As a homeowner facing foreclosure, you may have been advised to sell your home via a short sale. Many people think it is the best way to escape foreclosure. They will tell you that it will do less damage to your credit score than a foreclosure. Or point out that it helps homeowners escape the stigma associated with losing their home to the bank.
But the truth is that a short sale may be a bad option for a homeowner facing foreclosure. It may even end up doing them more harm than good.
However, don’t just take our word for it. Follow us as we show you why a short sale may not be right for homeowners in foreclosure.
What is a short sale?
A short sale happens when a borrower gets the lender’s approval to sell their house for less than the debt owed. Homeowners usually choose this option in the hope that their lender will forgive the rest of the loan.
Before approving a short sale, the lender will require proof of financial difficulties. After that, the borrower will need to find a buyer for the house. Once the lender approves this buyer’s offer, the deal is sealed.
While this process looks simple enough, there are a lot of drawbacks that come with it, such as:
1. You have to prepare your home for sale
You are facing foreclosure in the first place because you ran into financial trouble. Needless to say, you don’t have that extra cash lying around for home repairs. But as with traditional home sales, before listing your home for a short sale, you have to improve it.
Not improving your home can mean one of two things: you won’t attract any serious buyers, or buyers may not be able to get a bank loan to purchase your home. Each scenario puts you in a more terrible situation.
Hence, the first problem with a short sale is getting money to prepare your home for the market. But it does not end there.
2. Short sales take time
You must consult your lender and wait for their approval before you proceed with the short sale. This wait takes months, and there is no guarantee that your lender will accept your proposal.
If they approve your offer, you will list your home on the market to get a buyer. After that, you need the lender to approve that buyer’s offer. This whole process takes an average of four months to complete, which is quite lengthy. To put this into perspective, the average traditional home sale process takes just over two months.
During that long wait, it’s common for potential buyers to drop out, requiring you to start the process all over again. Some lenders will even intentionally create delays to cause buyers to back out if the lender decides that foreclosure will be less expensive for them than a short sale.
Even if you manage to get through the whole approval process, there is another problem.
3. Your lender may not forgive the outstanding debt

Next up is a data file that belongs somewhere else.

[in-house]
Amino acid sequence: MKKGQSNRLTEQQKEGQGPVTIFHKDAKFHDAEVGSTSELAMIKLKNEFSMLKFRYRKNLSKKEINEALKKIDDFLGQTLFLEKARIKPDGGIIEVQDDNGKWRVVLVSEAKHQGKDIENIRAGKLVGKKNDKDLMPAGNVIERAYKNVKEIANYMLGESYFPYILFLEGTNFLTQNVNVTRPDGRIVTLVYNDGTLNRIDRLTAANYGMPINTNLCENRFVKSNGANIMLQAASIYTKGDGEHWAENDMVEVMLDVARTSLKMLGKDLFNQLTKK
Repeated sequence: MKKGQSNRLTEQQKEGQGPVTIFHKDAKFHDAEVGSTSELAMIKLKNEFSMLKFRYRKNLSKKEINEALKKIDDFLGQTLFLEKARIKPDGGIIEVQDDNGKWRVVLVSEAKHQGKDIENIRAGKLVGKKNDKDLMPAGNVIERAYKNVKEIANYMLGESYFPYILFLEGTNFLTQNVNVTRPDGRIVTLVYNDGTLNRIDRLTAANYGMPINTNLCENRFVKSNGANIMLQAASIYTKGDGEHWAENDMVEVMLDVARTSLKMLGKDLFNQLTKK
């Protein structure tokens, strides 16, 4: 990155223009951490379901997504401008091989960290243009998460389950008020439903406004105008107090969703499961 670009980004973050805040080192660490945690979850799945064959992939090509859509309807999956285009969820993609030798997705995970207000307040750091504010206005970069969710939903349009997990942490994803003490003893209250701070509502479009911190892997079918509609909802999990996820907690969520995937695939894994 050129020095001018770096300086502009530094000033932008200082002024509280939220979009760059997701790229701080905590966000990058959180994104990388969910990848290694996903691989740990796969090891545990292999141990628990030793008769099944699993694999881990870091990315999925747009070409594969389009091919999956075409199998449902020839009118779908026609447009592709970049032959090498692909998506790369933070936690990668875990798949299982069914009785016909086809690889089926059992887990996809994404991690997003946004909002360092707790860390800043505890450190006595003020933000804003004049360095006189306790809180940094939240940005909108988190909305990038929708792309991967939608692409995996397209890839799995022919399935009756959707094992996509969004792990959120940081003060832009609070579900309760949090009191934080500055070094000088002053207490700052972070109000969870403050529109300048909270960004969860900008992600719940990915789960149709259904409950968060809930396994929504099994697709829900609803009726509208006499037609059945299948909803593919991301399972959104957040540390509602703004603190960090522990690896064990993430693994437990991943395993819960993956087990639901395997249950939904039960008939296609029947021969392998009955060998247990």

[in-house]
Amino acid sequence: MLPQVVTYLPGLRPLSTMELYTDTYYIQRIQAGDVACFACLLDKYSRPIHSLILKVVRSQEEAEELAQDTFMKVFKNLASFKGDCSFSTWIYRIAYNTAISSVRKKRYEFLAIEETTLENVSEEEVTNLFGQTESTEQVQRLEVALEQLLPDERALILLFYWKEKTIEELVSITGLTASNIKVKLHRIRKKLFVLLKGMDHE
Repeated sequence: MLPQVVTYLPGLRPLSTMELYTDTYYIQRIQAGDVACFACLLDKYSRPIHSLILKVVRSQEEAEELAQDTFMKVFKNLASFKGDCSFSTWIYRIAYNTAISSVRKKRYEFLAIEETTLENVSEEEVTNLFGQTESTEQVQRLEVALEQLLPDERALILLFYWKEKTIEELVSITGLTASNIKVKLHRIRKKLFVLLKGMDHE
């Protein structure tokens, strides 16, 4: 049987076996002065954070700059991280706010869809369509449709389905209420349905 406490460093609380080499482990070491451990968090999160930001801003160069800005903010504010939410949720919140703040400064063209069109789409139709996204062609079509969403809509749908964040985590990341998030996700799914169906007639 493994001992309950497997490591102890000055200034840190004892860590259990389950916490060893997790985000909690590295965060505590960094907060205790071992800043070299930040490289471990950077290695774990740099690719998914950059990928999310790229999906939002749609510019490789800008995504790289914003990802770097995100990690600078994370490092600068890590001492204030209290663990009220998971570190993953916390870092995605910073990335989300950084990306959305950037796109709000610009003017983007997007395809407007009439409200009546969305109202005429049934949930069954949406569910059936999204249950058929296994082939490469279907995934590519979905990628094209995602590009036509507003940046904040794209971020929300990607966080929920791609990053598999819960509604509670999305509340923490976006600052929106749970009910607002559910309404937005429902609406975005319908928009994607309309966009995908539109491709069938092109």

The primary reason a homeowner facing foreclosure will choose a short sale is that it offers them a chance to move on quickly. They believe the lender will forgive the outstanding loan. But that is not how it works every time.
You see, in some cases, the bank does not forgo the remaining balance. This often happens if your house sells for far less than you owe. In a situation like this, the lender files for what we call a delinquent judgment.
In case you don’t know, a delinquency judgment is a ruling by a court against a debtor. It happens when the debtor’s property’s sale does not produce enough money to pay their outstanding loan. This judgment usually leads to an agreement by the debtor to pay the lender.
If the debtor refuses to pay, the lender may sue them. Consequently, the court will take the debtor’s property (called a “levy”) or order their employer to pay with a percentage of their wages (called a “garnishment”). So, even after selling your home via short sale, you are not guaranteed the freedom you crave.
4. After-sale tax
Now let’s assume that your lender agreed to the short sale and also forgave your outstanding debt; what happens next? Well, you must report the forgiven debt on your tax return. And the IRS will tax you for that because it counts as income. Imagine suddenly being faced with taxes on several hundred thousand dollars of “income” from the forgiven debt. Taxes like that can force people into bankruptcy.
The law may allow you to exclude this detail from your tax returns in some cases, so we recommend that you consult with a qualified CPA who is familiar with short sales when considering the potential tax impact.
5. Negative impact on your credit score
A short sale may not damage your credit score as much as a foreclosure, but it will still leave its mark.
According to experts, a short sale can affect your credit score by over 160 points. However, how it affects your credit score depends on how high your point is. The higher the point, the more significant the damage.
Also, the average recovery rate for a short sale credit point is seven years. You may not be able to get another mortgage loan to purchase a new home within this recovery period. Even if you get a new loan, the interest rate will be high.
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